LEE KRASNER (1908-1984) AT BARBICAN JULY 2019
Beautiful set up and arrangement of her work, this was a fascinating exhibition showing the development and achievements of a major American painter, who also happened to be the wife of Jackson Pollock.
It is clear that she was highly motivated from the very start
First with academic teacher Job Goodman
Then won scholarship to Hans Hofmann School “push-pull” flatness and three-dimensionality Krasner started to move into abstraction
War Service Windows 20 department store windows promoting PWAP projects
She attended some of the courses and created collages of her photos blended with her own work.
1945 Little images Detailed abstractions full of intense life and detail
Mosaic wagon wheels 1947 exhibited successfully
1955 Stable Gallery exhibition
1951 Betty Parsons Gallery had shown her Geometric abstractions – no sales
In her depression she created series of black and white drawings but then ripped them up
These were layered over the B Parsons paintings as collages and then exhibited at Stable Gallery to great acclaim.
1956 Prophecy After the death of Pollock large abstractions with reference to body and figure (I think)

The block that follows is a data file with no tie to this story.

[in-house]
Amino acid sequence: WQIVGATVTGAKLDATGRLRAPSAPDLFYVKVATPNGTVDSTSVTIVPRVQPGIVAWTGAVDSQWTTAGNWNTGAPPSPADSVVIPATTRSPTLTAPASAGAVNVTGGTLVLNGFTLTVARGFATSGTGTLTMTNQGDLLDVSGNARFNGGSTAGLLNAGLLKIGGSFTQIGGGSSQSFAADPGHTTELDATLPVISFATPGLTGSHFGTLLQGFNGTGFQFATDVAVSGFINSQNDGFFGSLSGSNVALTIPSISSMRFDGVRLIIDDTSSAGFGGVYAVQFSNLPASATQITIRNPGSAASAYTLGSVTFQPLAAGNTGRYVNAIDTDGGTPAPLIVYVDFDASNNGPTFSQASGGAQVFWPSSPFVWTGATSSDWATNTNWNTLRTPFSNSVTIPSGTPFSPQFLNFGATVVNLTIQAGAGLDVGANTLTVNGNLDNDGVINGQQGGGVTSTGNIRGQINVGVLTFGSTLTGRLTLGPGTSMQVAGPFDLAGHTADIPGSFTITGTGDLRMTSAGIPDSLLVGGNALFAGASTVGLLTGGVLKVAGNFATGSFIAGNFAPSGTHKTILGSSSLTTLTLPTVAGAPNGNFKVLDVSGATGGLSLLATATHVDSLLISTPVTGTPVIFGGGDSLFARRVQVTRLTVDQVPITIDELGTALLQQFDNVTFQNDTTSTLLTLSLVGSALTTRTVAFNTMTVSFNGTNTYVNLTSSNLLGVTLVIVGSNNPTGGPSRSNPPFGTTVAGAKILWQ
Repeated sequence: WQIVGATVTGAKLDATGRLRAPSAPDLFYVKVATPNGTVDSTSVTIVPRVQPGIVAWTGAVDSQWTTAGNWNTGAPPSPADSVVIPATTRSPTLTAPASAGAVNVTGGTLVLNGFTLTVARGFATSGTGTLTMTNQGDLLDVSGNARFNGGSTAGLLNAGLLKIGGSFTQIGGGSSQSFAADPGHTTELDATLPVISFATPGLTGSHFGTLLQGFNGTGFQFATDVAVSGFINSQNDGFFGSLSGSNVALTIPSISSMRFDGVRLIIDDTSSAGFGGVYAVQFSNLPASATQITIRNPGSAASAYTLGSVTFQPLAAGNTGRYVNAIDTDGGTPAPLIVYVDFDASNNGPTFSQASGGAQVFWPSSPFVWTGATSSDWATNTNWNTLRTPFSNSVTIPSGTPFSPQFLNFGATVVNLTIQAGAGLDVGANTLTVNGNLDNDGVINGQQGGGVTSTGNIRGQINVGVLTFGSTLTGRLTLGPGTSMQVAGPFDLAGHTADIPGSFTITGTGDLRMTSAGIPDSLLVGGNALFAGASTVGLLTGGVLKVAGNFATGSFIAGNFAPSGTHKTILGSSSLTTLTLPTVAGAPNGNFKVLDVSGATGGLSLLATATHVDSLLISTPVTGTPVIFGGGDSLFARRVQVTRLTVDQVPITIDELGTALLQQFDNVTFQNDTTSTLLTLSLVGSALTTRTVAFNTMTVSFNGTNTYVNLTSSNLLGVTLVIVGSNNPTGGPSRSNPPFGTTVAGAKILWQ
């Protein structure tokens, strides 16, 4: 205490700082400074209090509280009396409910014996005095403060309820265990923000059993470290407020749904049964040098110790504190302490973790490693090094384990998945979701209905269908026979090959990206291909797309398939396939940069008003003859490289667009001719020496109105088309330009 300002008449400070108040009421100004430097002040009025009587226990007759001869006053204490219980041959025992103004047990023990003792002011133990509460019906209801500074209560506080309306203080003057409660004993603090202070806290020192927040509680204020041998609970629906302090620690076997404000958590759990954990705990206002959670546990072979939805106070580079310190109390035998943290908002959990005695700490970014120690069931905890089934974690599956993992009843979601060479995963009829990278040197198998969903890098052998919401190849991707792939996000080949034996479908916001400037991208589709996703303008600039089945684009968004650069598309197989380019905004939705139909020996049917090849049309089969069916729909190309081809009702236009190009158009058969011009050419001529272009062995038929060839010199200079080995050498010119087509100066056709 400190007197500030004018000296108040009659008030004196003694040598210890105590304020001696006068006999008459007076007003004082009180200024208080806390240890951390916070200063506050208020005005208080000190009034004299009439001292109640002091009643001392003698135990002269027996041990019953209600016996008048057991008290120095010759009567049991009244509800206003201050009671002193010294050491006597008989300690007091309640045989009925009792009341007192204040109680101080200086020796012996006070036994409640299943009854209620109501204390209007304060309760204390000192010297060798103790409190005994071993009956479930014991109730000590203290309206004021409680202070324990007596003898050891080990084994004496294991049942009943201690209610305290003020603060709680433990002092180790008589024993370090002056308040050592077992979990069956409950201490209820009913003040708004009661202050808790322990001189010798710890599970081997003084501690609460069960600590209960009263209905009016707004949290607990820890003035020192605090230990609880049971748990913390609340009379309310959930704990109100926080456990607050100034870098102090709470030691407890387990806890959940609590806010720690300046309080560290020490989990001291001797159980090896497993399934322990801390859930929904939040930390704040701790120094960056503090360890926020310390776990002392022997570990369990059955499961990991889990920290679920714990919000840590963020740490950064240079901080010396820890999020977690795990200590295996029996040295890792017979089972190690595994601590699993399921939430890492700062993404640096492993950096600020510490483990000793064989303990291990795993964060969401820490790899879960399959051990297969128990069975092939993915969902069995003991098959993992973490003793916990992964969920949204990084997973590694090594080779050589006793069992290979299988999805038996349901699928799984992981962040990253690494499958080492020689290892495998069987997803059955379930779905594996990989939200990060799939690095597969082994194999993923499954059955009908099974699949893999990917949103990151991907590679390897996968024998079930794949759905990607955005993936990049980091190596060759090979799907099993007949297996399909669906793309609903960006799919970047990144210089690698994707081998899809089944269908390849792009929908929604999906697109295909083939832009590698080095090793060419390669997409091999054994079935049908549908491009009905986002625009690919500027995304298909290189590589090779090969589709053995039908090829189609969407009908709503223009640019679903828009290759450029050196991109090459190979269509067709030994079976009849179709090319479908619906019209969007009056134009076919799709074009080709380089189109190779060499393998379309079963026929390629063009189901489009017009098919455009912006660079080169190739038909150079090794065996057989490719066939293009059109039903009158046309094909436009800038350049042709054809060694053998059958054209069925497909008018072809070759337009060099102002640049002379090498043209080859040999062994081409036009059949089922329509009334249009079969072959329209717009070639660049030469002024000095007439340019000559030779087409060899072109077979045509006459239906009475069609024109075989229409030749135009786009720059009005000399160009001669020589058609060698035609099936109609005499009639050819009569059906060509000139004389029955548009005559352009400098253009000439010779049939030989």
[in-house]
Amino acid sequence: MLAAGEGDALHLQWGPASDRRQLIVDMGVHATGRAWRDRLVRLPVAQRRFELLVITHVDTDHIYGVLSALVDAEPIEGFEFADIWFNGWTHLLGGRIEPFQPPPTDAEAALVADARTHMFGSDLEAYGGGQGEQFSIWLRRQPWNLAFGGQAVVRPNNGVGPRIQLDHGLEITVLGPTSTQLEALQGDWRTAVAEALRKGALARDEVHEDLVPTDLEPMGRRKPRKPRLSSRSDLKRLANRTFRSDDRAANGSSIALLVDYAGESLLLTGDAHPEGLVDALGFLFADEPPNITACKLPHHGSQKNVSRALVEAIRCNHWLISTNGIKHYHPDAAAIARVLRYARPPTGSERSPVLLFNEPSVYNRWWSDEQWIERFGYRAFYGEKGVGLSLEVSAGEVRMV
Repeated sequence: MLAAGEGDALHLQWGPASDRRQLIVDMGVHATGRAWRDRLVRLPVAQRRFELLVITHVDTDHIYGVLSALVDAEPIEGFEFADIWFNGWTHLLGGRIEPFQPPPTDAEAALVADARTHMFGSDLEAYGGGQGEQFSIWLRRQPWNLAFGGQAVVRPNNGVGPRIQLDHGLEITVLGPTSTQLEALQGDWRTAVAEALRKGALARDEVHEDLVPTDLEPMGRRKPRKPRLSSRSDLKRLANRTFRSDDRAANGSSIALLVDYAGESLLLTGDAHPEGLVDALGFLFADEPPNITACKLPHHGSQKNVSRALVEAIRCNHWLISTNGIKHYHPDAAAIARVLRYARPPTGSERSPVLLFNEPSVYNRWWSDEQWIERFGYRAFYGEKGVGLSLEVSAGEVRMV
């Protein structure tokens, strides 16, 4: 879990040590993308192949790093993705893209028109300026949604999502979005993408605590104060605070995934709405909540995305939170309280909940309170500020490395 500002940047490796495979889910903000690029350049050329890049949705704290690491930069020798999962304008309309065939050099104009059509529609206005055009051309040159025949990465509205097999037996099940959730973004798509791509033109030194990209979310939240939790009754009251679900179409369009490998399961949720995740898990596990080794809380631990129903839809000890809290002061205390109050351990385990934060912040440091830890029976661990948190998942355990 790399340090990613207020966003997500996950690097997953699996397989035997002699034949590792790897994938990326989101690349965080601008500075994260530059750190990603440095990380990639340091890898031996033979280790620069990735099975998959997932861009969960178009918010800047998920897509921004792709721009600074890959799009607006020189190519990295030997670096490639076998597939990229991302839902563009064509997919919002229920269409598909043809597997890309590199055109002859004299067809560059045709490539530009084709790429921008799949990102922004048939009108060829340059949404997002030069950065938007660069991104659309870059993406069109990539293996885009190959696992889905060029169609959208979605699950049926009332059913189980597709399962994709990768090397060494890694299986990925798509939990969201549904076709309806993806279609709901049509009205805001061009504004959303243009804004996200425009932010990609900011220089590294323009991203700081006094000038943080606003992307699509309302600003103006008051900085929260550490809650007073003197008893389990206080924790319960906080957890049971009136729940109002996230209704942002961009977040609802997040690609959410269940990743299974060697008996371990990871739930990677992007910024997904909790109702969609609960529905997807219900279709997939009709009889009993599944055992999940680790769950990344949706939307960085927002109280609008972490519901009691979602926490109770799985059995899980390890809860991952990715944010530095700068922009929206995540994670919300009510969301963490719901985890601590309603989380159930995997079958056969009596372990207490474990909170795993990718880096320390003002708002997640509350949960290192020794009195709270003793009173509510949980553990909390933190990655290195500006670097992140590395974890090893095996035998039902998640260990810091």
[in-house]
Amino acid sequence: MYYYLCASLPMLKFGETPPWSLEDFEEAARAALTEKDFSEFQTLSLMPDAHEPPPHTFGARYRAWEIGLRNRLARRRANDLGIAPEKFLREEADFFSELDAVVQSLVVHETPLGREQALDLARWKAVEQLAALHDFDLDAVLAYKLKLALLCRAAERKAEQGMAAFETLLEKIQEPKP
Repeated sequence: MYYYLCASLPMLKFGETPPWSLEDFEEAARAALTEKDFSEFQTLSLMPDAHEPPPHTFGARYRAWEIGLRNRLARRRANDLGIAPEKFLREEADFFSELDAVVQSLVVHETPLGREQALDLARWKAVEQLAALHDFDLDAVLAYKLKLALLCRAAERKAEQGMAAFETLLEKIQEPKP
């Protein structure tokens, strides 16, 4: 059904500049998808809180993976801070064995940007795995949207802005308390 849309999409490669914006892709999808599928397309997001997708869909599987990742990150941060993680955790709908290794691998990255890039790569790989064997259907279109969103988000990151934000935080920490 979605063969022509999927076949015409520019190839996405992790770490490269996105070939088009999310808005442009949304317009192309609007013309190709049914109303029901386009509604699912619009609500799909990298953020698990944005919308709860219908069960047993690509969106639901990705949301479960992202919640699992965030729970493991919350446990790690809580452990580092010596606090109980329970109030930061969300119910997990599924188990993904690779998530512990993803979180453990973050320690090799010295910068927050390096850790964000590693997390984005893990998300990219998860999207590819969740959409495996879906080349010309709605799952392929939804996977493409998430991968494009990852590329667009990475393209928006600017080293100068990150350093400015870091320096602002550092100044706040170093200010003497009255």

1957 Night Journeys
Working at night in Pollock’s old studio using just umber because she did’nt like using colour in electric light
1969 The stained hand made paper (images and description to come)
1970s Palingenesis Hard edged colour and abstraction
1974 Eleven Ways Collaging the abstract life drawings done years earlier
My personal view
I loved this exhibition for its story and the beautiful presentation.
To see how Krasner progressed from working in the classical mode to abstraction in her figure drawings, and then in the little paintings was fascinating. The Little Images and the Stable Gallery pieces I also really loved. They were such strong images and the colours and shapes so tight and right. The Little Images appear to be her breakthrough into abstract painting after years of “grey slabs” if I recall the interview properly.
Prophecy I appreciated because of its distortion of the figure Yay!!!
I liked the way her thoughts and feelings were described as background to the different series of works, and how she got stuck and then moved through, and was so engaged with the process.
She seemed to be a daunting person, quite abrasive! Quite hard to watch the interview given at the end of her life. No longer an attractive glamorous woman, but remaining an intense artist, as was her essence.
I liked the smaller works better than the huge paintings she did after Pollock’s death. Why?
In her words “You can have giant physical size with no statement on it… and.. you can have a tiny painting which is monumental in scale”
Maybe I could appreciate the earlier stages because closer to my own experience